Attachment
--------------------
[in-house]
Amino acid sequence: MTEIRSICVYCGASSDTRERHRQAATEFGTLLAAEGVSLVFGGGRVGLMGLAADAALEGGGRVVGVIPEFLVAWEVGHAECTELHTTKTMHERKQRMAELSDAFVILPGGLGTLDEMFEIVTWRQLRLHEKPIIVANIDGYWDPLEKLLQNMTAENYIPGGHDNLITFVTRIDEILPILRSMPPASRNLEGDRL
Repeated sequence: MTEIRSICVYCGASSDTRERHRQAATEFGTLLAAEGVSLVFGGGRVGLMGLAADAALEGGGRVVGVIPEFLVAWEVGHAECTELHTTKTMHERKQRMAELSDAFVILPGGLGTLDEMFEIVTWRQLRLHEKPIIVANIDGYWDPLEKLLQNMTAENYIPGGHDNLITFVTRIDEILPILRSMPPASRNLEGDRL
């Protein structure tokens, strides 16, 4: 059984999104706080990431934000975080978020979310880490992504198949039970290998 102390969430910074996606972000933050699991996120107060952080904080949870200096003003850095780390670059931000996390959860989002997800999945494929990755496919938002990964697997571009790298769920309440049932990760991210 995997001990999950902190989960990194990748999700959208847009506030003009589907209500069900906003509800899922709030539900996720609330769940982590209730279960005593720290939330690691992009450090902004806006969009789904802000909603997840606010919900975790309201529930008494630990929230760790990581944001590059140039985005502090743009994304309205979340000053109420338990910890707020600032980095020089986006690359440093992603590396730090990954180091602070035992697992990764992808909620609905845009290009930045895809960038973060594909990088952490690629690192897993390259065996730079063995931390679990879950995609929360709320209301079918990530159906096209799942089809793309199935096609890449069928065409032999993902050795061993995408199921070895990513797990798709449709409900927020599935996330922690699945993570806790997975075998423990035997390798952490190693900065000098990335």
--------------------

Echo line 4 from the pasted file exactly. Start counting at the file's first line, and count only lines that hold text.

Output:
């Protein structure tokens, strides 16, 4: 059984999104706080990431934000975080978020979310880490992504198949039970290998 102390969430910074996606972000933050699991996120107060952080904080949870200096003003850095780390670059931000996390959860989002997800999945494929990755496919938002990964697997571009790298769920309440049932990760991210 995997001990999950902190989960990194990748999700959208847009506030003009589907209500069900906003509800899922709030539900996720609330769940982590209730279960005593720290939330690691992009450090902004806006969009789904802000909603997840606010919900975790309201529930008494630990929230760790990581944001590059140039985005502090743009994304309205979340000053109420338990910890707020600032980095020089986006690359440093992603590396730090990954180091602070035992697992990764992808909620609905845009290009930045895809960038973060594909990088952490690629690192897993390259065996730079063995931390679990879950995609929360709320209301079918990530159906096209799942089809793309199935096609890449069928065409032999993902050795061993995408199921070895990513797990798709449709409900927020599935996330922690699945993570806790997975075998423990035997390798952490190693900065000098990335």